Could this insulin pill replace injections for people with type 1 diabetes?

A revolutionary insulin pill may allow people with type 1 diabetes to avoid needing to take injections, according to researchers in the US.

A specialist unit at the Massachusetts Institute of Technology has developed a 3cm capsule which could carry similar levels of insulin as a standard injection.

The results of the study suggest the pill is capable of reaching the small intestine intact, and that it can deliver insulin through the gut wall.

Unlike many other medicines already available as pills, insulin is a protein and is broken down in the stomach before it can get to work. This raises difficulties in developing a pill capable of surviving in the acidic environment of the stomach and only releasing the insulin once it reaches the intestines.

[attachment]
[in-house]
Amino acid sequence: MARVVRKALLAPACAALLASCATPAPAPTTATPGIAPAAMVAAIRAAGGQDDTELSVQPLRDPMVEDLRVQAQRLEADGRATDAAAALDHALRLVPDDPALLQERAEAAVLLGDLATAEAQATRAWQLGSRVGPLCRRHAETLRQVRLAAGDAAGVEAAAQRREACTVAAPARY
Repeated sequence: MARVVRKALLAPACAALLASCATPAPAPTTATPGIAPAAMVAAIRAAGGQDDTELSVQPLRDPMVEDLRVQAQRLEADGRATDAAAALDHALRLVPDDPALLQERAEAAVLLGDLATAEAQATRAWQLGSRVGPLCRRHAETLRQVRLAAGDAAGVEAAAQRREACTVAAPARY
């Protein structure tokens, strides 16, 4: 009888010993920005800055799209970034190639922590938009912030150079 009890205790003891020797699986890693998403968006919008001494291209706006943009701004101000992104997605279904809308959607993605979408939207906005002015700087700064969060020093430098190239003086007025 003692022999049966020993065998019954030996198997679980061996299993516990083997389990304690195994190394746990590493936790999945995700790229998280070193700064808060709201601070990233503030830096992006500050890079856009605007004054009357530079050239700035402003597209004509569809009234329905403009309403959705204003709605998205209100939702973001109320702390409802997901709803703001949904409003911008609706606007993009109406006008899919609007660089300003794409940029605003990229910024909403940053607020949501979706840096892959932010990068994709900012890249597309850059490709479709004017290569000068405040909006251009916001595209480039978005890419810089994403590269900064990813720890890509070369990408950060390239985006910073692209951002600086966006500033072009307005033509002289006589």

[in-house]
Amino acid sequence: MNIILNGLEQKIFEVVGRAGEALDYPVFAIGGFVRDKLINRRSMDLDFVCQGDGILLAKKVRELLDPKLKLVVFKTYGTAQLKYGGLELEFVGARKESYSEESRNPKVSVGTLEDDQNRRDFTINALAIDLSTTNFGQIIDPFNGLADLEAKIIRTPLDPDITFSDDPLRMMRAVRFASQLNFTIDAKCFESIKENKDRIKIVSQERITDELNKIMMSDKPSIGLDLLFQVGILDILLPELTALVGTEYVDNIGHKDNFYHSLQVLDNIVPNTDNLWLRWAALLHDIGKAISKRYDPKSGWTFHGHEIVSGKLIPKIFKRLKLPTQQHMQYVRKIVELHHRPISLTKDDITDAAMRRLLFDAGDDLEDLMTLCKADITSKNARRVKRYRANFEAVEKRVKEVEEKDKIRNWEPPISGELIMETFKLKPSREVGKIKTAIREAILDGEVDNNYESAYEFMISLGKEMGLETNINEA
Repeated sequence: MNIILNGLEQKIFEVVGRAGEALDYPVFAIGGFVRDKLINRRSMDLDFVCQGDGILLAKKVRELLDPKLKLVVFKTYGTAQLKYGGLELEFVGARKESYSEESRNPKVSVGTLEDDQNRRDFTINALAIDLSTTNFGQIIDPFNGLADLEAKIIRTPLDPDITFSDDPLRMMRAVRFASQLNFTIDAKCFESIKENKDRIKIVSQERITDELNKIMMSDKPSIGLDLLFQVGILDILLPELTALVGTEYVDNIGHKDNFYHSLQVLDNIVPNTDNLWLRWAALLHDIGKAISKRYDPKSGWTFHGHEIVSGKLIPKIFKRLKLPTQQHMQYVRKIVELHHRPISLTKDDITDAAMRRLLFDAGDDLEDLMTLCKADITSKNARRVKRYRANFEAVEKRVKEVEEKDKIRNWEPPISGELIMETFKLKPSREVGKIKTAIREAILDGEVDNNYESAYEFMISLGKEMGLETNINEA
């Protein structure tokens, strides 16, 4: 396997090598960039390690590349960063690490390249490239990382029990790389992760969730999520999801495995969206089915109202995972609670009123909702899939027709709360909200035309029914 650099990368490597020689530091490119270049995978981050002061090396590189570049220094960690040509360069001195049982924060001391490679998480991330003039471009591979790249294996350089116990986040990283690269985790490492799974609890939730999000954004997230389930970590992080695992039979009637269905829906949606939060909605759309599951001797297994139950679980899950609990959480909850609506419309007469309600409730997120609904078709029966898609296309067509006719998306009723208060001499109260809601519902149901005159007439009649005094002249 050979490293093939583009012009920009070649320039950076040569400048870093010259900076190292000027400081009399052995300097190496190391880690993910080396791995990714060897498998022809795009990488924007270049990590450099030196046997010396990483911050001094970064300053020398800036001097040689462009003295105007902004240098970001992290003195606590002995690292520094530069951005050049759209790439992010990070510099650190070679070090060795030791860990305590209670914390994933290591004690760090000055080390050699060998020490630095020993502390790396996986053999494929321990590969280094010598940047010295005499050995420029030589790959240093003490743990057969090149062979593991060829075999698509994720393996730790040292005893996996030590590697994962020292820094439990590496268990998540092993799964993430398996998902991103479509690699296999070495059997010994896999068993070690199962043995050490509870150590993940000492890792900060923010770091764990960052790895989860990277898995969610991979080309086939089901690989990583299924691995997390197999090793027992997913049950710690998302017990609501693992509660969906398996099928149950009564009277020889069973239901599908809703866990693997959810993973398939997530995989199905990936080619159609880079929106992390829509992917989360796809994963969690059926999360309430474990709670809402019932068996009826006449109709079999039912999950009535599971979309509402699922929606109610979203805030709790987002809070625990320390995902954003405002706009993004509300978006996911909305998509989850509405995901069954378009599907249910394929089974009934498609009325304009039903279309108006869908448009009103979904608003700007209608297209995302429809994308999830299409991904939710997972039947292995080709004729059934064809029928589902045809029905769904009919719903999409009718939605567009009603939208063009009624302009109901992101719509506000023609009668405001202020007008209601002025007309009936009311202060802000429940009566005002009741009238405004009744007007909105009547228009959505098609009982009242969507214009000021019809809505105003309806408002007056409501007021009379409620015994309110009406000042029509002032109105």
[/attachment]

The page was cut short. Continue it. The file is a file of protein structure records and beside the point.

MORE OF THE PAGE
The research team has developed a special coating which allows the pill to withstand stomach acid and then disperse the insulin upon reaching the small intestine. The capsule achieves this by having a set of tiny arms that have 1 mm microneedles on them.

In the small intestine, the arms unfold, and the needles penetrate through the surface of the wall of the small intestine and deliver the dose of insulin. The microneedles dissolve and the rest of the capsule passes out of the body as waste.

However, further work will be required on the timing of the insulin release. The pill’s arrival in the intestine depends on how quickly a person digests their food, making it difficult to gauge the correct dose around mealtimes.

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